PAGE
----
How RKM search works includes video

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    Remedy Knowledge Management Application


    Remedy Knowledge Management Application



    How Search Works in RKM

    This document is about how RKM search really works and how to ensure that one gets “relevant” search results.  

    RKM Search Stack

    Lets first take a look at the RKM Search Stack. 
    RKM provides Global Search and Knowledge Search functionality for searching different indexed entities in RKM/ITSM/SRM like Tickets, Tasks, Articles, etc. Here is a set of steps which occur when you perform search:                                                                                                                      
    DescriptionSystem Component
    Enter Search text and perform search. RKM:SearchDialog workflows are triggered which build a search qualification and query AR’s FTS engine via “AR System Multi-Form Search” interface form.RKM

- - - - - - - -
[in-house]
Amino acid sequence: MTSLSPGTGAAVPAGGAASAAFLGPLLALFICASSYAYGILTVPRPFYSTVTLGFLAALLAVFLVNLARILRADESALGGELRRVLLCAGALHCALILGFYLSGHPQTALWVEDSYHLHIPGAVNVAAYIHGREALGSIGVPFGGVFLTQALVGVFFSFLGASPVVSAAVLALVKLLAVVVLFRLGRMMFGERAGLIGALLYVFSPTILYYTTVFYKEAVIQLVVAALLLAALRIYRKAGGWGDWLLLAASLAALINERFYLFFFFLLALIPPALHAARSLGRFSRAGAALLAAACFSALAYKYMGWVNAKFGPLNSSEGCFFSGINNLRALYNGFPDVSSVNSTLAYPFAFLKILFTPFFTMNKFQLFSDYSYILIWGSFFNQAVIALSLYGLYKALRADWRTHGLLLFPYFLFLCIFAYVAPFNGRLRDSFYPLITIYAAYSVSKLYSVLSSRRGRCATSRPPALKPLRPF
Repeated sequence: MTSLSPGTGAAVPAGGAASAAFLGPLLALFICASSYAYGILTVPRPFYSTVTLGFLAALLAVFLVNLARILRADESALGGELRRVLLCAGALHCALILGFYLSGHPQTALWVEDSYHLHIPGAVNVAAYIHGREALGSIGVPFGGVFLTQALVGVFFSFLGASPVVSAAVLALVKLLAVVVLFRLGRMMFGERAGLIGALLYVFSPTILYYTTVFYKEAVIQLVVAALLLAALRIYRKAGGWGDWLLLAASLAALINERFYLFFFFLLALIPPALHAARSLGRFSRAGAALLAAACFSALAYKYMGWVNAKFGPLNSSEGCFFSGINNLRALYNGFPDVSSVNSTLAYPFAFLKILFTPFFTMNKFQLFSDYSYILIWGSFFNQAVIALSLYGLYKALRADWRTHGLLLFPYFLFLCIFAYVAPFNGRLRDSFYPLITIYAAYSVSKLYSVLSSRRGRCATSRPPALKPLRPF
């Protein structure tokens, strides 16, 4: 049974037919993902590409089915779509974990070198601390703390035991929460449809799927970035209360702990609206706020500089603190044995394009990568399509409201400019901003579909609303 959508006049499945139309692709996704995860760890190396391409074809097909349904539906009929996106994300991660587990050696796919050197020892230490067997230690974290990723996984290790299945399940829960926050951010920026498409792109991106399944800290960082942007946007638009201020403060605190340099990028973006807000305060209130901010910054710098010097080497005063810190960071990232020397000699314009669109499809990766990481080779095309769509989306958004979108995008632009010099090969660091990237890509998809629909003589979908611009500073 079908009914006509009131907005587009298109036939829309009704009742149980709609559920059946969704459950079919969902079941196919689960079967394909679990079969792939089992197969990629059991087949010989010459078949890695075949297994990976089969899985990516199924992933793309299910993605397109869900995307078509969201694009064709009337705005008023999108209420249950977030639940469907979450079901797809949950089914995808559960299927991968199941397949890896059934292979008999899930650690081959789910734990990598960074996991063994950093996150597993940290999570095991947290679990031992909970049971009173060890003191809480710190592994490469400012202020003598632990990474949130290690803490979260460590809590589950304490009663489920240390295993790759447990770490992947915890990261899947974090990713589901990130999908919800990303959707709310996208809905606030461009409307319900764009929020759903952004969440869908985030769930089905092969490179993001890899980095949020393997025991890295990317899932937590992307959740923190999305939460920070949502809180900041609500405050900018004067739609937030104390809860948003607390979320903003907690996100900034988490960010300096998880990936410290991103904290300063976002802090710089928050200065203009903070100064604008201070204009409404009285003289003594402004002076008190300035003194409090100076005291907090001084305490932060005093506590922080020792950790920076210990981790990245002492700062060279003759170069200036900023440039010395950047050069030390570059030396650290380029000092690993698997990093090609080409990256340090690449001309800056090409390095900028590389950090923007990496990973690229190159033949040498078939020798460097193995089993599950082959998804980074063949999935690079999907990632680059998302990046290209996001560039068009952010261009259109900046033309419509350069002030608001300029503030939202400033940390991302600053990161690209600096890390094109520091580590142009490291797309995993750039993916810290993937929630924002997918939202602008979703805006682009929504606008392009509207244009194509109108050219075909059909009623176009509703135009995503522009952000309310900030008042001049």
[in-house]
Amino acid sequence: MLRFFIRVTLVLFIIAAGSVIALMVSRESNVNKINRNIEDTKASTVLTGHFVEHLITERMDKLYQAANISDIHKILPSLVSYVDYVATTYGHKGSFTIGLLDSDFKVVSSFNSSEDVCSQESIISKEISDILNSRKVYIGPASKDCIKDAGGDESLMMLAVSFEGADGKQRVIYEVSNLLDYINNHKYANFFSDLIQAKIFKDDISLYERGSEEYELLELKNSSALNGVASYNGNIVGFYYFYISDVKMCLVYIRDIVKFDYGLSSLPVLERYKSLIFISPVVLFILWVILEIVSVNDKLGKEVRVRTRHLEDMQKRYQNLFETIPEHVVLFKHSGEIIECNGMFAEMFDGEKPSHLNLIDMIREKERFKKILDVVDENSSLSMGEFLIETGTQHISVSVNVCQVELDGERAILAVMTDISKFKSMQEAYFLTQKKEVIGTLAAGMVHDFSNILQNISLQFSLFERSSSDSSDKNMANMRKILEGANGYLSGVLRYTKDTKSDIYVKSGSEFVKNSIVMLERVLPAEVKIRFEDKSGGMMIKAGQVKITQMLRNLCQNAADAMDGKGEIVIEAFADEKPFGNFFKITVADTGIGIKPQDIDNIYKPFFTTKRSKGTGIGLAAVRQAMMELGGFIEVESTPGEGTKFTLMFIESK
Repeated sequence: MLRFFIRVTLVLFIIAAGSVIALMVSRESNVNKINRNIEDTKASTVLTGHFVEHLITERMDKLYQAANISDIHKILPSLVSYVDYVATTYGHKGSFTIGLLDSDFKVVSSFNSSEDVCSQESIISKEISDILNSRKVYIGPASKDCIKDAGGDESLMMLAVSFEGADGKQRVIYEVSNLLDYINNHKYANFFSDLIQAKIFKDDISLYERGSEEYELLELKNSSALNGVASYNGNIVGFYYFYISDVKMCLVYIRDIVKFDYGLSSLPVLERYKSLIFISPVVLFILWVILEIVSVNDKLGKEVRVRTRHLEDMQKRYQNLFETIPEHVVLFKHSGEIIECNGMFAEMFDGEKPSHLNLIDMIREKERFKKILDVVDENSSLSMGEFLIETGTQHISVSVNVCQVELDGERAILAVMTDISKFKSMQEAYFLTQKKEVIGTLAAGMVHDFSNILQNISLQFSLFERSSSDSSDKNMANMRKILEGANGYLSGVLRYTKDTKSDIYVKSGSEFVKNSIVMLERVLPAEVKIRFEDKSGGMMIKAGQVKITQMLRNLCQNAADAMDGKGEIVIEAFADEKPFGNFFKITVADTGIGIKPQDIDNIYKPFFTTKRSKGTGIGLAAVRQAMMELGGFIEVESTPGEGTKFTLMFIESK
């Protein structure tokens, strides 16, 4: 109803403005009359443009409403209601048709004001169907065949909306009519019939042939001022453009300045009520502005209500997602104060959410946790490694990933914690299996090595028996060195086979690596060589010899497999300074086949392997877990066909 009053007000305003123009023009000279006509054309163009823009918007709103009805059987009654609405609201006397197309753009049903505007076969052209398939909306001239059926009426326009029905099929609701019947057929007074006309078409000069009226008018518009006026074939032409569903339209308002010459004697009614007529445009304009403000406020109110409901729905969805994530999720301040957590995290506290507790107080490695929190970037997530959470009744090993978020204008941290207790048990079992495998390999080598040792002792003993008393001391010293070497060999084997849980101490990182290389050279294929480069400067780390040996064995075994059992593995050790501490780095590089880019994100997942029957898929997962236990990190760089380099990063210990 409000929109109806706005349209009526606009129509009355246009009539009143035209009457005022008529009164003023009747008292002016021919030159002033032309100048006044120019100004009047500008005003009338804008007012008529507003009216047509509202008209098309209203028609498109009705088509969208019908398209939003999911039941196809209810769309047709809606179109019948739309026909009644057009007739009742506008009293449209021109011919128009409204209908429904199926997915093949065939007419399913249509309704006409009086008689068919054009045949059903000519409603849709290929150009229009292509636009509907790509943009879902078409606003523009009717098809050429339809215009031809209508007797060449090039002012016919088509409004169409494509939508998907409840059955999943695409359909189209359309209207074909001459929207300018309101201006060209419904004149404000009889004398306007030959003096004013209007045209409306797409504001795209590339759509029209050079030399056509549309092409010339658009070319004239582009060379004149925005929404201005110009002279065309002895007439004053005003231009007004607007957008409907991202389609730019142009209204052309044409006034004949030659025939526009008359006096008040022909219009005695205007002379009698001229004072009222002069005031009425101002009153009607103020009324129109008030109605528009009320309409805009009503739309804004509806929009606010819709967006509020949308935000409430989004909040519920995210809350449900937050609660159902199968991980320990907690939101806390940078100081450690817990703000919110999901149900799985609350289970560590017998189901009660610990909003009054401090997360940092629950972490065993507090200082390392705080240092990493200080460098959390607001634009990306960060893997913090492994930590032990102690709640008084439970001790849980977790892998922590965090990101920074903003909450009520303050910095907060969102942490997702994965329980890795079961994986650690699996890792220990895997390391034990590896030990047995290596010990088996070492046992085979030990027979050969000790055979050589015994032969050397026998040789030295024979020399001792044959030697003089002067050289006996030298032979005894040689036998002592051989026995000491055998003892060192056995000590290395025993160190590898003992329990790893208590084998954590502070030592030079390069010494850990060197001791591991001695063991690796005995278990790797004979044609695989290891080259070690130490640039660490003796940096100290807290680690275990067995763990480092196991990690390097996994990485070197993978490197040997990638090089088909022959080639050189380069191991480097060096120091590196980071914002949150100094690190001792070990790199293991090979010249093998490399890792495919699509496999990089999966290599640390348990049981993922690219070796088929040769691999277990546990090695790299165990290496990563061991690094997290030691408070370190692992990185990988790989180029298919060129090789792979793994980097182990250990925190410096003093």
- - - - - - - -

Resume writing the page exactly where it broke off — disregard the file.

AR Full Text Search Engine [plugin] would get invoked and would utilize Apache Lucene search engine to perform actual search.AR FTS Engine
    Apache Lucene ( performs the search using an Index which would have got already generated based on indexing of various entities [Tickets, Tasks, Articles…]. Lucene would use its own Relevance Algorithm to order the search results. By default multiple terms provided as part of the search query are “OR”ed together [i.e. even if anyone term matches, the record is still returned as part of results]Apache Lucene
    AR would perform a post processing and would ensure Row Level Security by eliminating records not meant to be visible to the current userAR Post processing